Emergency Eye Care
- Posted on: Oct 9 2018
The same holds true for eye emergencies. Being prepared can prevent injury to the eyes and an ounce of prevention is worth a pound of cure. Wear eye protection for all hazardous activities and sports, whether you are working on the job, at school, or at home. Having a rigid eye shield and commercial eye wash in a first aid kit can be helpful before engaging in activities where an eye injury could occur.
If a chemical or foreign liquid contacts the eye, immediately flush the eye with water or eye wash. To flush the eye, hold the eye under a faucet, shower, or water hose if possible or pour water into the eye using a clean container. Try to keep the eye open as wide as possible during flushing. Flush the eye continuously for at least 15 minutes. If there is a contact lens, flush the water over the lens instead of trying to take out the lens before flushing. The flushing of fluid may dislodge the lens. After 15 minutes of flushing, seek emergency medical care promptly. Do not bandage the eye.
If you feel like something flew into the eye, DO NOT rub the eye. Try to let tears wash the particle out or use a commercial eyewash to flush the eye. You may try lifting the upper eyelid outward or pull down on the lower eyelid while flushing. Do not attempt to remove any foreign object using tweezers or any other items or instruments. If the particle doesn’t wash out, see an eye doctor immediately. This is especially true if you think it may be a piece of metal that got in your eye.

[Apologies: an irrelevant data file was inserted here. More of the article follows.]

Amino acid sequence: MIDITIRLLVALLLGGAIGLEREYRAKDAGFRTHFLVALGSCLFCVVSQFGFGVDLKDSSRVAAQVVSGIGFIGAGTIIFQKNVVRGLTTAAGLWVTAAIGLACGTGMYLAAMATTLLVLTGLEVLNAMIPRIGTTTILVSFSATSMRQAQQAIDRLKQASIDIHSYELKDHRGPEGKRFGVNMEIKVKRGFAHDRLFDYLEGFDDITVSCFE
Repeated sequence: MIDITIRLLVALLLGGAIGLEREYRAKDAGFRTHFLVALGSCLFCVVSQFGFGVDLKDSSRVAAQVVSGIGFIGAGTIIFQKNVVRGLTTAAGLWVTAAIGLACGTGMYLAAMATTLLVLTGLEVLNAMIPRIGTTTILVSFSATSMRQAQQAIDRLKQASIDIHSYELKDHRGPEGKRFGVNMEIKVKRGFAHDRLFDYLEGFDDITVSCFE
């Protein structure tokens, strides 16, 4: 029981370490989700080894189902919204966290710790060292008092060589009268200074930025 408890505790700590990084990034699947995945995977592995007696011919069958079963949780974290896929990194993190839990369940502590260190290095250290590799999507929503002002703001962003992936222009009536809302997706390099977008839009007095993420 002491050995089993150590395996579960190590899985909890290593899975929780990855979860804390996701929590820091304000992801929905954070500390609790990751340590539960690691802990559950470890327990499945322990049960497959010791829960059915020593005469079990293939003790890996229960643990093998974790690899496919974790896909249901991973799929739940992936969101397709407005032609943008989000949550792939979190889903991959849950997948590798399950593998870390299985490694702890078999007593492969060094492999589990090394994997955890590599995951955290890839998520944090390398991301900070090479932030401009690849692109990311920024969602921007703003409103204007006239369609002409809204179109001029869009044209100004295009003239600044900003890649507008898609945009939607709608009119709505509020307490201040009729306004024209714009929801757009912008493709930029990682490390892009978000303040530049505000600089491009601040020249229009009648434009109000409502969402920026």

If you get hit in the eye with something blunt (not sharp), apply cold compresses without pressure. If there is any blurry vision, change of vision, or the eye that was hit appears to stick out more than the other, seek out emergency medical care.
If you get hit in the eye with something sharp or are concerned about a cut or puncture of the eye or eyelid, DO NOT wash out the eye with water or any liquid. DO NOT try to remove any object that is stuck in the eye. If possible, cover the eye with a rigid shield or the bottom half of a paper cup without applying direct pressure to or having anything touch the eye. Secure the shield or cup to the brow above the eye and the cheekbone below the eye so that there is no pressure or contact to the eye. Then seek emergency medical care immediately.
Being prepared for an eye emergency increases the chance of having a better outcome. Please do not assume that any eye injury harmless. When in doubt, see an eye doctor promptly.
Author: Dr. Elizabeth Chiang